Crisis incidents, such as cyber-attacks, extortion, industrial espionage and terrorism, are costing UK SMEs billions of pounds a year. Furthermore, subsequent trading paralysis is putting thousands at risk of collapse in their aftermath.
UK SMEs paid out an average £6,416.50 last year to deal with crisis incidents, according to research by Gallagher, one of the world’s largest insurance broking, risk management and consulting services companies. This equates to a combined business cost of £8.8bn in 2018 alone.
In a poll of 1,120 UK SMEs, nearly a quarter (24%) confirmed they were affected by a crisis event last year, equating to 1.4 million across the country – a 5% increase from 2017. One in six (17%) SMEs affected by a crisis spent £10,000 or more to combat crises, with nearly one in 10 (9%) paying out in excess of £20,000.
A quarter of SMEs (23%) said they would survive for less than a month if rendered unable to trade by a crisis incident. Based on these findings, we estimate that nearly 57,000 UK SMEs could be at risk of collapse this year if unable in the aftermath of a crisis event.
Commenting on the findings, Paul Bassett, Managing Director of Crisis Management at Gallagher, said: “Our research illustrates the scale of the challenge facing UK SMEs. When it comes to crises, cyber and IT security clearly represent a “soft underbelly” of businesses that together account for more than 99% of private sector firms. Given that the UK economy is heavily tilted towards services, cyber-attacks and data breaches evidently present a growing and grave threat to small and medium-sized businesses.
“Alongside regularly reviewing their crisis preparedness, response plans and forms of protection, such as insurance, it is critical UK SMEs also assess their ability to survive in the event of a major crisis incident when the risk of serious disruption and protracted recovery process is very real.
“The cost of a crisis is by no means the only consideration. Duration is key — especially with a quarter (23%) of UK SMEs admitting they could survive for less than a month if unable to trade following an incident. For companies with tight margins and limited working capital, even a relatively short-term denial of access to premises or systems paralysis could be a crippling, possibly fatal, blow.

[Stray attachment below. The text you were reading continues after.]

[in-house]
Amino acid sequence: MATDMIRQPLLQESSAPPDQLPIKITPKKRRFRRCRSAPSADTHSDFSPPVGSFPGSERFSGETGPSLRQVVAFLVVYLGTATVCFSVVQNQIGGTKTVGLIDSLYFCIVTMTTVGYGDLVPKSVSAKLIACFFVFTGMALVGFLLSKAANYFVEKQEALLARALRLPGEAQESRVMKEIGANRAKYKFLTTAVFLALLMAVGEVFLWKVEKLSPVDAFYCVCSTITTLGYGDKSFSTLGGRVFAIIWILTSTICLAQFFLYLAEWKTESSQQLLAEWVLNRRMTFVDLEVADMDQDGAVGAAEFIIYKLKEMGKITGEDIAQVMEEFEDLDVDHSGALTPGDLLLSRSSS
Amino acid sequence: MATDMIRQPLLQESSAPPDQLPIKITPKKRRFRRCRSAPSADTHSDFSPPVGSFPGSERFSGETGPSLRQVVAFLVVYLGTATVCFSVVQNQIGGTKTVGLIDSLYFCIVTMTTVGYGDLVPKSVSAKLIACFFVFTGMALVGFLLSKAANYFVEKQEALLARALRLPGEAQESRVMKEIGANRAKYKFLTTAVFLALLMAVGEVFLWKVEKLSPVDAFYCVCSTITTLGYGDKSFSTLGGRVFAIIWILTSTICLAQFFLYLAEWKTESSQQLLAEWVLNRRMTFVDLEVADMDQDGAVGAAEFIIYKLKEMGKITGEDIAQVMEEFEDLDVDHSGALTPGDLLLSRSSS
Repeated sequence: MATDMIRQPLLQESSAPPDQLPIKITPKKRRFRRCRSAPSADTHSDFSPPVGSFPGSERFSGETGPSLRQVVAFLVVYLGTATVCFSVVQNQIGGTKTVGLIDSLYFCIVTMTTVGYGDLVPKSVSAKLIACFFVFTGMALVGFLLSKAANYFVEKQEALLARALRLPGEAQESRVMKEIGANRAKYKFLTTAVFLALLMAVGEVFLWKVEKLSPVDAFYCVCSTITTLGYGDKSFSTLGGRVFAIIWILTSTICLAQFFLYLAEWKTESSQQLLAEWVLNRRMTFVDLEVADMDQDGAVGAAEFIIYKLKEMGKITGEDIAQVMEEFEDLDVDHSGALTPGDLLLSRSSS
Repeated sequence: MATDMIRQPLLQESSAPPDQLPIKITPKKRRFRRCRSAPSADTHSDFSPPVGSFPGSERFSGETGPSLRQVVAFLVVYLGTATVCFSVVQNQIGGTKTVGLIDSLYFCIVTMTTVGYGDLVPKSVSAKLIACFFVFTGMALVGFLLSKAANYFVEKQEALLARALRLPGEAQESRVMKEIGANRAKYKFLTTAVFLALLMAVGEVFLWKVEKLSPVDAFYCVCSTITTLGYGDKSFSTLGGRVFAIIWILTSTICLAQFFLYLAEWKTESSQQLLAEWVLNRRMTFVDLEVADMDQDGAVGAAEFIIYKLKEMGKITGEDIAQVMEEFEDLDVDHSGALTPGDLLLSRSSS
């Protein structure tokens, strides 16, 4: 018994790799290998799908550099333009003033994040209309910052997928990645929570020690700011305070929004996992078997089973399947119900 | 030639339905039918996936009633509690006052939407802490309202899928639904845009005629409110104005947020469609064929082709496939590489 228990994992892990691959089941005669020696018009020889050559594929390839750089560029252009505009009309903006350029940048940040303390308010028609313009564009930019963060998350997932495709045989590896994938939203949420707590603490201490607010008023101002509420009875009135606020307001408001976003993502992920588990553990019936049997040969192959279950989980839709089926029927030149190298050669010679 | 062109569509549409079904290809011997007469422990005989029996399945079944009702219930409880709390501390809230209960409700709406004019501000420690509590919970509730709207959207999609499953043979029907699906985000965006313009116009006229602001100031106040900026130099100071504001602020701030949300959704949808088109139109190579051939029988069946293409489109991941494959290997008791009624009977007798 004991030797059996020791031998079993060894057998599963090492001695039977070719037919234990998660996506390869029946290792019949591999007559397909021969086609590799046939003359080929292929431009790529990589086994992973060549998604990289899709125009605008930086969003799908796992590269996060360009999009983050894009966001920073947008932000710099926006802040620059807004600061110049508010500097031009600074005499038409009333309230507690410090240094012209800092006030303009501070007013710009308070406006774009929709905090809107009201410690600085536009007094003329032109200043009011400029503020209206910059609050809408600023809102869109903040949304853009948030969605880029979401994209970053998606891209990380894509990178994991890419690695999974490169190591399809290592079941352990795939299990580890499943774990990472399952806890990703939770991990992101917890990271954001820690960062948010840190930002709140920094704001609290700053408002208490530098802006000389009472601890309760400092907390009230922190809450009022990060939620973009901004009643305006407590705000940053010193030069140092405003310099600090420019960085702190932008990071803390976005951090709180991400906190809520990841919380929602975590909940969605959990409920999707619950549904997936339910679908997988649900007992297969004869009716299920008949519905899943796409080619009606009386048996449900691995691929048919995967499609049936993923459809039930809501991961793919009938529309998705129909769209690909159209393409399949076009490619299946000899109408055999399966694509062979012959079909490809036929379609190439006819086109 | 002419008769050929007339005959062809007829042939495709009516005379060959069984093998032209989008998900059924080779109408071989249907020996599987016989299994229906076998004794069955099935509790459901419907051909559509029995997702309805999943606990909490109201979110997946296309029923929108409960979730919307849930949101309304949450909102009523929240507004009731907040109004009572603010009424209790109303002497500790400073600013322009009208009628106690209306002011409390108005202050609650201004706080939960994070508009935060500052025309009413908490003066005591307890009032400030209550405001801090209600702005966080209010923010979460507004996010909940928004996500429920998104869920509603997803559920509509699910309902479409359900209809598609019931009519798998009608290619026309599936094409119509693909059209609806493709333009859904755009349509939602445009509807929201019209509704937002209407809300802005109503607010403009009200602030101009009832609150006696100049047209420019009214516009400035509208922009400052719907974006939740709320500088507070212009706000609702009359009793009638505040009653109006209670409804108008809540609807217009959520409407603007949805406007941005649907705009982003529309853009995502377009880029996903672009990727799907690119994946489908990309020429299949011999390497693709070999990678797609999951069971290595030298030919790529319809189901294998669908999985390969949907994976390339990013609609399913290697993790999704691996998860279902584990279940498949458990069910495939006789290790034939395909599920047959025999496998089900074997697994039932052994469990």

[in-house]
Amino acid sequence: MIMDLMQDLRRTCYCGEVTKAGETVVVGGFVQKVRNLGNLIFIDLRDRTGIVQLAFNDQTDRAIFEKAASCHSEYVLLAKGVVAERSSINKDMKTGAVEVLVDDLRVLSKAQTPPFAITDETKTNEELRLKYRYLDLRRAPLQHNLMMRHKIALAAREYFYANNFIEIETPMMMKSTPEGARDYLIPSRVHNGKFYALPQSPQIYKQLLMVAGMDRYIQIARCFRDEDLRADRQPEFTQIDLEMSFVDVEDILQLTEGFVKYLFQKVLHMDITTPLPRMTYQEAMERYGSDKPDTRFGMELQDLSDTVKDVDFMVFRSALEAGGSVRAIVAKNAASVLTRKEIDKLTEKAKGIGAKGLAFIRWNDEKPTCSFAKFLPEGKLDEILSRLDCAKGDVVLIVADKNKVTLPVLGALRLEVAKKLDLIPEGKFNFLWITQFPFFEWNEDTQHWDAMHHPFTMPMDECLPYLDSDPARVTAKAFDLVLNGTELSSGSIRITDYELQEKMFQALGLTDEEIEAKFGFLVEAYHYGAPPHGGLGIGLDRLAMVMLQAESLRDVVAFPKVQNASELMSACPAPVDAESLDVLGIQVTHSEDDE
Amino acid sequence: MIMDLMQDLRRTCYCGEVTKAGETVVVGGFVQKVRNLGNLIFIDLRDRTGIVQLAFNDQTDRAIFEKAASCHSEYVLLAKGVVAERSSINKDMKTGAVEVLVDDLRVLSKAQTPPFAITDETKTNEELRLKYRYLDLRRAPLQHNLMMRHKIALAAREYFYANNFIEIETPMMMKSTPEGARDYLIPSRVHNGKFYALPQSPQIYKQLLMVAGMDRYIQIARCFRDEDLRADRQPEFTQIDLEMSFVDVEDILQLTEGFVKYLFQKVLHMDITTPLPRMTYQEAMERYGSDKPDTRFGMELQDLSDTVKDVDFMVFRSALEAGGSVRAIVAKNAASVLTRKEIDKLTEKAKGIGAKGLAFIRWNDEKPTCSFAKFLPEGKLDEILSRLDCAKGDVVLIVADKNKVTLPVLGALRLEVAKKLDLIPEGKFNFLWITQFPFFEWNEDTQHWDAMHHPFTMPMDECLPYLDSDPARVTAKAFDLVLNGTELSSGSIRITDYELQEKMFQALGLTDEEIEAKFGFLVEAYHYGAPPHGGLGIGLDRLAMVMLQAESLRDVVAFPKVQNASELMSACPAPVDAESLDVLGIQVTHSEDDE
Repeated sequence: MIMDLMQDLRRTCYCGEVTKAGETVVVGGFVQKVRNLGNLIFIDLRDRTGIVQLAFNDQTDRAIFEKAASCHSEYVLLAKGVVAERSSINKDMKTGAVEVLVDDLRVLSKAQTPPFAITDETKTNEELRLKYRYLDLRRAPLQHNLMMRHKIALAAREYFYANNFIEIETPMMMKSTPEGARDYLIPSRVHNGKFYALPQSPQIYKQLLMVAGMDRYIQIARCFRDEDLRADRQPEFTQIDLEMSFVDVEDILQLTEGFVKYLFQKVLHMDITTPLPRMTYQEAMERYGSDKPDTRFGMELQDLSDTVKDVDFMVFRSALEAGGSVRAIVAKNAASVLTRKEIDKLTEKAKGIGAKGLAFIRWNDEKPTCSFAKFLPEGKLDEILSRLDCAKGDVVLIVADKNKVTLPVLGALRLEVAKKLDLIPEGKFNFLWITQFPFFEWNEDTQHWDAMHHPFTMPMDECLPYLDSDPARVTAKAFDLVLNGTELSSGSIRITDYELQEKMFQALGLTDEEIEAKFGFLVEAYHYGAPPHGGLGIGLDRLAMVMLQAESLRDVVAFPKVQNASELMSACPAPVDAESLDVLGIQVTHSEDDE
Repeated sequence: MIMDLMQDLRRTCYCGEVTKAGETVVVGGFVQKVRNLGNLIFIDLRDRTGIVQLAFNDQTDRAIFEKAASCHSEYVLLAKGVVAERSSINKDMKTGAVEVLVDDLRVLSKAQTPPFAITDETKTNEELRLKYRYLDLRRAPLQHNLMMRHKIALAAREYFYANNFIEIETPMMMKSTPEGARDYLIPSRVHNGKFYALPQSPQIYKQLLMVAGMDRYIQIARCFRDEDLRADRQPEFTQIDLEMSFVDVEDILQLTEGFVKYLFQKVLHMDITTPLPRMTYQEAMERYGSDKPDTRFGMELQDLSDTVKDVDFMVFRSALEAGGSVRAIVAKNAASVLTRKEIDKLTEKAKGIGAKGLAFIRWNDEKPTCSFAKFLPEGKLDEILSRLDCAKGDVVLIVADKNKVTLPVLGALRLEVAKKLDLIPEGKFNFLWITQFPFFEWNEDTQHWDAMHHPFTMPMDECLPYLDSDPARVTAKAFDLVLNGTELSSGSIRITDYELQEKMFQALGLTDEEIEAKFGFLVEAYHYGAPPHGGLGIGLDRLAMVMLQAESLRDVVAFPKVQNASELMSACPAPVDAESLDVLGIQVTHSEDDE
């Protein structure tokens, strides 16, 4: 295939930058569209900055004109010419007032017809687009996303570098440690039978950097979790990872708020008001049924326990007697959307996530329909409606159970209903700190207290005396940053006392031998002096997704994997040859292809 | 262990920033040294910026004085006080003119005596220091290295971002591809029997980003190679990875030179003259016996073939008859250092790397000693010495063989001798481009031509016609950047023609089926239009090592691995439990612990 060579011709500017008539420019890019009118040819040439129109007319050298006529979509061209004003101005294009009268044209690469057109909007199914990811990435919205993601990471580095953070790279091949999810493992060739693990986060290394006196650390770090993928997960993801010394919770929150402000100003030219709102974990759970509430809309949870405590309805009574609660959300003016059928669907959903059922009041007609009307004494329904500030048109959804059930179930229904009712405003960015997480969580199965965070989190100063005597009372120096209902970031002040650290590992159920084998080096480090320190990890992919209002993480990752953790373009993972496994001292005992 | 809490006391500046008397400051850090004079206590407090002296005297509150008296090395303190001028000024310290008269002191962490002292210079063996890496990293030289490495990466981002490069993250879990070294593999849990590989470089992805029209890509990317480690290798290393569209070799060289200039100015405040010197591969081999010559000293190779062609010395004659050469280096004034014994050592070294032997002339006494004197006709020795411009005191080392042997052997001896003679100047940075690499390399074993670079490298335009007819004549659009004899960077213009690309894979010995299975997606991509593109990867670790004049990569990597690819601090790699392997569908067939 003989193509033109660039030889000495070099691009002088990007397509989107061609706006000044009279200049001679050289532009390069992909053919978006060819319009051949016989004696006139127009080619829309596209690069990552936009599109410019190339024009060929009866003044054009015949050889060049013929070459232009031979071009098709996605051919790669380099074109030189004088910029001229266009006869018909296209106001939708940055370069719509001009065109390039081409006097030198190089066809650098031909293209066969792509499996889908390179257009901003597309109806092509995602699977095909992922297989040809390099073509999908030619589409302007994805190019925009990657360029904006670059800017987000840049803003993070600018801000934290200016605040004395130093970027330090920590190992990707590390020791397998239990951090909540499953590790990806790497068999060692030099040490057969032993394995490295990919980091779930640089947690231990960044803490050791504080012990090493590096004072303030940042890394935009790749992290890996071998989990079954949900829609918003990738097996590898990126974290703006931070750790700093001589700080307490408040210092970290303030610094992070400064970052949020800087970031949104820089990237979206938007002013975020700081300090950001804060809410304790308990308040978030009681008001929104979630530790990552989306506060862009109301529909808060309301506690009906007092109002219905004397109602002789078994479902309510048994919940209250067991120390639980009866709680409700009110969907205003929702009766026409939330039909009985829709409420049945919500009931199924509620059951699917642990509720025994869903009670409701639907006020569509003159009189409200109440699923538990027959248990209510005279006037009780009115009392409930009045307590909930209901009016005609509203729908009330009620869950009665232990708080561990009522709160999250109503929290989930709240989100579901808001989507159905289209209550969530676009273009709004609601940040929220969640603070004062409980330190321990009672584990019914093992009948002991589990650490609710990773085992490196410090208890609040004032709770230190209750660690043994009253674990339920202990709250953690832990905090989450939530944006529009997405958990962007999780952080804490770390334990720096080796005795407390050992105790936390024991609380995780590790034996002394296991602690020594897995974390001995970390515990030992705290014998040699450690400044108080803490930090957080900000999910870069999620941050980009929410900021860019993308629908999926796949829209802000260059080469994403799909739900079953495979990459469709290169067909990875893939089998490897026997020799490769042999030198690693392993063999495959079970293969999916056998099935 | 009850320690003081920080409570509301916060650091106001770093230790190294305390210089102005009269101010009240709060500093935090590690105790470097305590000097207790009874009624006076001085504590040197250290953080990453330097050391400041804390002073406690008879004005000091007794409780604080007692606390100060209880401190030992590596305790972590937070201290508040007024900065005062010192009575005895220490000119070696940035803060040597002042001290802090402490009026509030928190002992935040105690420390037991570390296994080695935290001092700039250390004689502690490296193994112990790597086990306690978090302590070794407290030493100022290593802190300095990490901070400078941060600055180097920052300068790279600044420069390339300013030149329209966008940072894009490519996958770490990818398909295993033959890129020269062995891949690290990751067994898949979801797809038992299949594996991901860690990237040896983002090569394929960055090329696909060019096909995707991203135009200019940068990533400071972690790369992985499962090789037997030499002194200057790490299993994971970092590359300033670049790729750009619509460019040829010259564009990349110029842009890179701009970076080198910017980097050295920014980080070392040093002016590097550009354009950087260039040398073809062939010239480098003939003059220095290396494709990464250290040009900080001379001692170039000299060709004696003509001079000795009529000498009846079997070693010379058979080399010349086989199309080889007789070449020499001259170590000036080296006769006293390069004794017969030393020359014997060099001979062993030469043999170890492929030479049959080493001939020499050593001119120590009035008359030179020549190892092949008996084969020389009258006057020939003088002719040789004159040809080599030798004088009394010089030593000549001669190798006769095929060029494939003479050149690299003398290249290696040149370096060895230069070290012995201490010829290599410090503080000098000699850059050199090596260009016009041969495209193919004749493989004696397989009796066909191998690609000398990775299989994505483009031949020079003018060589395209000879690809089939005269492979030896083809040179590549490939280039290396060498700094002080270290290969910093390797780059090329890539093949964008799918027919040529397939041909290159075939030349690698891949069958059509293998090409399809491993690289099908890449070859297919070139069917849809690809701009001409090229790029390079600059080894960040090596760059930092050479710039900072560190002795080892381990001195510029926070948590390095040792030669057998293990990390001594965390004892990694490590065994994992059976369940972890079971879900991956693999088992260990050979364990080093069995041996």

“We urge all businesses to ensure they have the crisis cover and plans in place to strengthen their ability to anticipate, prevent, respond and recover from a major security incident —but also have access to emergency funds, 24/7 crisis response consultants, post-incident counselling and business recovery advice, in order to stay solvent and help them and their people recover quickly.”
The most prevalent crisis experienced by UK SMEs last year was a cyber-attack, data breach or cyber extortion incident, which accounted for 15% of all events. Financial services sustained the highest number of attacks by a significant margin. More than a quarter (27%) of financial services SMEs surveyed were hit by this form of crisis in 2018.
Cyber-attacks, data breaches and cyber extortion also represent the areas of greatest concern for companies in 2019. Half (50%) of UK SMEs are most concerned about a cyber crisis taking place this year. Denial of access and business interruption was the second most concerning area, with one in 10 (11%) citing this as a major risk.
Commenting on the epidemic of cyber incidents, Tom Draper, Cyber Practice Leader at Gallagher, said: “The prevalence of cyber-attacks against UK SMEs has reached a tipping point – companies ignore these risks at their own peril. Ransomware has become relatively commonplace and pay outs to demands are often met simply in order to resume trading. Failure to comply can result in a crippling period of business interruption, which in many cases, leads to businesses collapsing.
“Data breaches leading to compromised customer data are also proving a major issue for small businesses. Such incidents are damaging in themselves, due to possible cyber fraud and the significant reputational fallout from having to inform customers of a data breach, but SMEs may also find themselves facing significant fines under GDPR. The best way to survive – and thrive – in the aftermath of a cyber incident is to have planned ahead, to ensure that you are able to respond swiftly to an emerging crisis, and to purchase effective cover through a broker to protect your assets and provide expert counsel in the event of an incident.”